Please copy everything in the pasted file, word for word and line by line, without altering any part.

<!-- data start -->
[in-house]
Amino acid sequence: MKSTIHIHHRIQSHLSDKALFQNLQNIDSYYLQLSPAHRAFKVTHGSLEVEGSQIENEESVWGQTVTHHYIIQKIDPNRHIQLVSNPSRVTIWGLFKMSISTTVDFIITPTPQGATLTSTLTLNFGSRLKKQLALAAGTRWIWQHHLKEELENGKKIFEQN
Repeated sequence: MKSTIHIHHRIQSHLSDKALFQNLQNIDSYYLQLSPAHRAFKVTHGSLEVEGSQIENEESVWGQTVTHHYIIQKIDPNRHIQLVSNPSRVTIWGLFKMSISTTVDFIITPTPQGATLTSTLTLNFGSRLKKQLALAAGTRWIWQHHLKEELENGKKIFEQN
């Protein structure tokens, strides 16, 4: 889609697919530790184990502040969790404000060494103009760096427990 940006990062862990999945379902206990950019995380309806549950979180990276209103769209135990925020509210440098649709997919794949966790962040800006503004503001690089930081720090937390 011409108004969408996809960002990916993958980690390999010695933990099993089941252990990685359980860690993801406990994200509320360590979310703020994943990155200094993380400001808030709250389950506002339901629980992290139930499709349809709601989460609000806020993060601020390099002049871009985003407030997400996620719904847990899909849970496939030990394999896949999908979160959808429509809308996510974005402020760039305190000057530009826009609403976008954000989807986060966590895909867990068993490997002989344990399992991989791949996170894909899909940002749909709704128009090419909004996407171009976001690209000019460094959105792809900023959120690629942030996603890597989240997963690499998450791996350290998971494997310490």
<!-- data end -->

[in-house]
Amino acid sequence: MKSTIHIHHRIQSHLSDKALFQNLQNIDSYYLQLSPAHRAFKVTHGSLEVEGSQIENEESVWGQTVTHHYIIQKIDPNRHIQLVSNPSRVTIWGLFKMSISTTVDFIITPTPQGATLTSTLTLNFGSRLKKQLALAAGTRWIWQHHLKEELENGKKIFEQN
Repeated sequence: MKSTIHIHHRIQSHLSDKALFQNLQNIDSYYLQLSPAHRAFKVTHGSLEVEGSQIENEESVWGQTVTHHYIIQKIDPNRHIQLVSNPSRVTIWGLFKMSISTTVDFIITPTPQGATLTSTLTLNFGSRLKKQLALAAGTRWIWQHHLKEELENGKKIFEQN
């Protein structure tokens, strides 16, 4: 889609697919530790184990502040969790404000060494103009760096427990 940006990062862990999945379902206990950019995380309806549950979180990276209103769209135990925020509210440098649709997919794949966790962040800006503004503001690089930081720090937390 011409108004969408996809960002990916993958980690390999010695933990099993089941252990990685359980860690993801406990994200509320360590979310703020994943990155200094993380400001808030709250389950506002339901629980992290139930499709349809709601989460609000806020993060601020390099002049871009985003407030997400996620719904847990899909849970496939030990394999896949999908979160959808429509809308996510974005402020760039305190000057530009826009609403976008954000989807986060966590895909867990068993490997002989344990399992991989791949996170894909899909940002749909709704128009090419909004996407171009976001690209000019460094959105792809900023959120690629942030996603890597989240997963690499998450791996350290998971494997310490």